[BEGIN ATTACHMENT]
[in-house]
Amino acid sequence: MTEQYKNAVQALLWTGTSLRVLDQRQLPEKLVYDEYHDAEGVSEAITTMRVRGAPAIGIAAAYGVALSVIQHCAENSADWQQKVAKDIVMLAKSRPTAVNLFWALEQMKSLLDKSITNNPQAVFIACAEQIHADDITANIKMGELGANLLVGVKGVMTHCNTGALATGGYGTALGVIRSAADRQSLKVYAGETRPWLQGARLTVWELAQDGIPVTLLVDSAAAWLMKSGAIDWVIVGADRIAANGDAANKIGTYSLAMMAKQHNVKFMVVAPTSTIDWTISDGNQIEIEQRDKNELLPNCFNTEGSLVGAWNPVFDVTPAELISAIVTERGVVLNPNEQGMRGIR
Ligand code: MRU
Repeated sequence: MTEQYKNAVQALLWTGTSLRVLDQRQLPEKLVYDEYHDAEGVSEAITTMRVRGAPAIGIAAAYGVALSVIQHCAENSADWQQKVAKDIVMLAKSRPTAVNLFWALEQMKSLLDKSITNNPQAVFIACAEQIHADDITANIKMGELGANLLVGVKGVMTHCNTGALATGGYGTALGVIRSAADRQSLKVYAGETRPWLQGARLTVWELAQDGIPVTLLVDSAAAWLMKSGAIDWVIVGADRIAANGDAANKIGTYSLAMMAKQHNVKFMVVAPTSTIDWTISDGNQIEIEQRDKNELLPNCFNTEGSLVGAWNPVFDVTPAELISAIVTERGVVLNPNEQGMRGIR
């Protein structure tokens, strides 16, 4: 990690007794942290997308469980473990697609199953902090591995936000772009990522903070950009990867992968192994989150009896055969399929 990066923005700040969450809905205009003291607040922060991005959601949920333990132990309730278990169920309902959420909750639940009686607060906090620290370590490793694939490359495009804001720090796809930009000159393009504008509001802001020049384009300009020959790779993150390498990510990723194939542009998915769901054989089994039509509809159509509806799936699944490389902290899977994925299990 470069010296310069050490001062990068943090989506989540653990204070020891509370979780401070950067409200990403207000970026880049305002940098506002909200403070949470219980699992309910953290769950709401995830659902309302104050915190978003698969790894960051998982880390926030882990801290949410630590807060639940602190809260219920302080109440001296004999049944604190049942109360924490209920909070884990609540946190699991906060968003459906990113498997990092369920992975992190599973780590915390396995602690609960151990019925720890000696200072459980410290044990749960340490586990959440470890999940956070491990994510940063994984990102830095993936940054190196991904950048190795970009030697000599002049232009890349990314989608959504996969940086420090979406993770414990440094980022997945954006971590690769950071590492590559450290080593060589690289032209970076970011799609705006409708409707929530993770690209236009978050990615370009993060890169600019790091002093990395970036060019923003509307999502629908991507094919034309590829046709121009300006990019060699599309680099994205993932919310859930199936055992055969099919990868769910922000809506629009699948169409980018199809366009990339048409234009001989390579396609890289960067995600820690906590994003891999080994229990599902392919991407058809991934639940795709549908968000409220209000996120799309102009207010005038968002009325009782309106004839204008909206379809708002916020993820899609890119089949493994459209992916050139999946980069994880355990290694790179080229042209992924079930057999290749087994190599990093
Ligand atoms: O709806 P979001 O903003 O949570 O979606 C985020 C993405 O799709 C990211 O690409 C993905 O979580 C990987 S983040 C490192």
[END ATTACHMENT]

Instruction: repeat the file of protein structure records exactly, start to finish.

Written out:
[in-house]
Amino acid sequence: MTEQYKNAVQALLWTGTSLRVLDQRQLPEKLVYDEYHDAEGVSEAITTMRVRGAPAIGIAAAYGVALSVIQHCAENSADWQQKVAKDIVMLAKSRPTAVNLFWALEQMKSLLDKSITNNPQAVFIACAEQIHADDITANIKMGELGANLLVGVKGVMTHCNTGALATGGYGTALGVIRSAADRQSLKVYAGETRPWLQGARLTVWELAQDGIPVTLLVDSAAAWLMKSGAIDWVIVGADRIAANGDAANKIGTYSLAMMAKQHNVKFMVVAPTSTIDWTISDGNQIEIEQRDKNELLPNCFNTEGSLVGAWNPVFDVTPAELISAIVTERGVVLNPNEQGMRGIR
Ligand code: MRU
Repeated sequence: MTEQYKNAVQALLWTGTSLRVLDQRQLPEKLVYDEYHDAEGVSEAITTMRVRGAPAIGIAAAYGVALSVIQHCAENSADWQQKVAKDIVMLAKSRPTAVNLFWALEQMKSLLDKSITNNPQAVFIACAEQIHADDITANIKMGELGANLLVGVKGVMTHCNTGALATGGYGTALGVIRSAADRQSLKVYAGETRPWLQGARLTVWELAQDGIPVTLLVDSAAAWLMKSGAIDWVIVGADRIAANGDAANKIGTYSLAMMAKQHNVKFMVVAPTSTIDWTISDGNQIEIEQRDKNELLPNCFNTEGSLVGAWNPVFDVTPAELISAIVTERGVVLNPNEQGMRGIR
């Protein structure tokens, strides 16, 4: 990690007794942290997308469980473990697609199953902090591995936000772009990522903070950009990867992968192994989150009896055969399929 990066923005700040969450809905205009003291607040922060991005959601949920333990132990309730278990169920309902959420909750639940009686607060906090620290370590490793694939490359495009804001720090796809930009000159393009504008509001802001020049384009300009020959790779993150390498990510990723194939542009998915769901054989089994039509509809159509509806799936699944490389902290899977994925299990 470069010296310069050490001062990068943090989506989540653990204070020891509370979780401070950067409200990403207000970026880049305002940098506002909200403070949470219980699992309910953290769950709401995830659902309302104050915190978003698969790894960051998982880390926030882990801290949410630590807060639940602190809260219920302080109440001296004999049944604190049942109360924490209920909070884990609540946190699991906060968003459906990113498997990092369920992975992190599973780590915390396995602690609960151990019925720890000696200072459980410290044990749960340490586990959440470890999940956070491990994510940063994984990102830095993936940054190196991904950048190795970009030697000599002049232009890349990314989608959504996969940086420090979406993770414990440094980022997945954006971590690769950071590492590559450290080593060589690289032209970076970011799609705006409708409707929530993770690209236009978050990615370009993060890169600019790091002093990395970036060019923003509307999502629908991507094919034309590829046709121009300006990019060699599309680099994205993932919310859930199936055992055969099919990868769910922000809506629009699948169409980018199809366009990339048409234009001989390579396609890289960067995600820690906590994003891999080994229990599902392919991407058809991934639940795709549908968000409220209000996120799309102009207010005038968002009325009782309106004839204008909206379809708002916020993820899609890119089949493994459209992916050139999946980069994880355990290694790179080229042209992924079930057999290749087994190599990093
Ligand atoms: O709806 P979001 O903003 O949570 O979606 C985020 C993405 O799709 C990211 O690409 C993905 O979580 C990987 S983040 C490192």